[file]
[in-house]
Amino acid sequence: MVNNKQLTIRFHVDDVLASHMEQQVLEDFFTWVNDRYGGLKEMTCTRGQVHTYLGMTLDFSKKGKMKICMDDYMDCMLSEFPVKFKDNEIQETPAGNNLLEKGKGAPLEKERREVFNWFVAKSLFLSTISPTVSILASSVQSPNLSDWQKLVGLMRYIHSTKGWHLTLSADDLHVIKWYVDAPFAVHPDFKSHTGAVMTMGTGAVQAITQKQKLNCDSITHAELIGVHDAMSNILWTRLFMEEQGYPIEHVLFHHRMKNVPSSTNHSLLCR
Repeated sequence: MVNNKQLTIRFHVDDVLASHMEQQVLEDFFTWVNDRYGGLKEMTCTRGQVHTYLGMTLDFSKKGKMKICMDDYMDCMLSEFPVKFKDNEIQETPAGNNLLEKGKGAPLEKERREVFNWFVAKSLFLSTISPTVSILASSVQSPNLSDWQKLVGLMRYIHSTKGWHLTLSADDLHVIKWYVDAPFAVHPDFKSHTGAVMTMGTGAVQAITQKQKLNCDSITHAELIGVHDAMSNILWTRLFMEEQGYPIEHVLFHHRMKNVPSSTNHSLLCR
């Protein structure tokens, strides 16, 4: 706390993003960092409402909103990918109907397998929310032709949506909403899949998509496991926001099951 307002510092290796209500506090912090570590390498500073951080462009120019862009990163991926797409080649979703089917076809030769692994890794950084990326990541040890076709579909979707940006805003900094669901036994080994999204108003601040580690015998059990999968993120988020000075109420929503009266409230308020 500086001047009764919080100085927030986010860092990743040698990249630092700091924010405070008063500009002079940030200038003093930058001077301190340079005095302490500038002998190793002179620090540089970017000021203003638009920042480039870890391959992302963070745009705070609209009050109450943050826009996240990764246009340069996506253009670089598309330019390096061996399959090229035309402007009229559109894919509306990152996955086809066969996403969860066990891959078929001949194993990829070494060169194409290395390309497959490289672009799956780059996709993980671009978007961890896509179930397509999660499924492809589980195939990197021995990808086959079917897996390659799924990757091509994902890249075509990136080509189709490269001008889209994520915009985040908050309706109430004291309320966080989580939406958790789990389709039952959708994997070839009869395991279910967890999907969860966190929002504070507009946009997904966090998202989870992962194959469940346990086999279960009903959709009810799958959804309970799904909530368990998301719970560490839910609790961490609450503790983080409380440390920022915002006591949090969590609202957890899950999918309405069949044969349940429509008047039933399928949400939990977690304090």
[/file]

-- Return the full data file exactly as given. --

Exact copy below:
[in-house]
Amino acid sequence: MVNNKQLTIRFHVDDVLASHMEQQVLEDFFTWVNDRYGGLKEMTCTRGQVHTYLGMTLDFSKKGKMKICMDDYMDCMLSEFPVKFKDNEIQETPAGNNLLEKGKGAPLEKERREVFNWFVAKSLFLSTISPTVSILASSVQSPNLSDWQKLVGLMRYIHSTKGWHLTLSADDLHVIKWYVDAPFAVHPDFKSHTGAVMTMGTGAVQAITQKQKLNCDSITHAELIGVHDAMSNILWTRLFMEEQGYPIEHVLFHHRMKNVPSSTNHSLLCR
Repeated sequence: MVNNKQLTIRFHVDDVLASHMEQQVLEDFFTWVNDRYGGLKEMTCTRGQVHTYLGMTLDFSKKGKMKICMDDYMDCMLSEFPVKFKDNEIQETPAGNNLLEKGKGAPLEKERREVFNWFVAKSLFLSTISPTVSILASSVQSPNLSDWQKLVGLMRYIHSTKGWHLTLSADDLHVIKWYVDAPFAVHPDFKSHTGAVMTMGTGAVQAITQKQKLNCDSITHAELIGVHDAMSNILWTRLFMEEQGYPIEHVLFHHRMKNVPSSTNHSLLCR
């Protein structure tokens, strides 16, 4: 706390993003960092409402909103990918109907397998929310032709949506909403899949998509496991926001099951 307002510092290796209500506090912090570590390498500073951080462009120019862009990163991926797409080649979703089917076809030769692994890794950084990326990541040890076709579909979707940006805003900094669901036994080994999204108003601040580690015998059990999968993120988020000075109420929503009266409230308020 500086001047009764919080100085927030986010860092990743040698990249630092700091924010405070008063500009002079940030200038003093930058001077301190340079005095302490500038002998190793002179620090540089970017000021203003638009920042480039870890391959992302963070745009705070609209009050109450943050826009996240990764246009340069996506253009670089598309330019390096061996399959090229035309402007009229559109894919509306990152996955086809066969996403969860066990891959078929001949194993990829070494060169194409290395390309497959490289672009799956780059996709993980671009978007961890896509179930397509999660499924492809589980195939990197021995990808086959079917897996390659799924990757091509994902890249075509990136080509189709490269001008889209994520915009985040908050309706109430004291309320966080989580939406958790789990389709039952959708994997070839009869395991279910967890999907969860966190929002504070507009946009997904966090998202989870992962194959469940346990086999279960009903959709009810799958959804309970799904909530368990998301719970560490839910609790961490609450503790983080409380440390920022915002006591949090969590609202957890899950999918309405069949044969349940429509008047039933399928949400939990977690304090």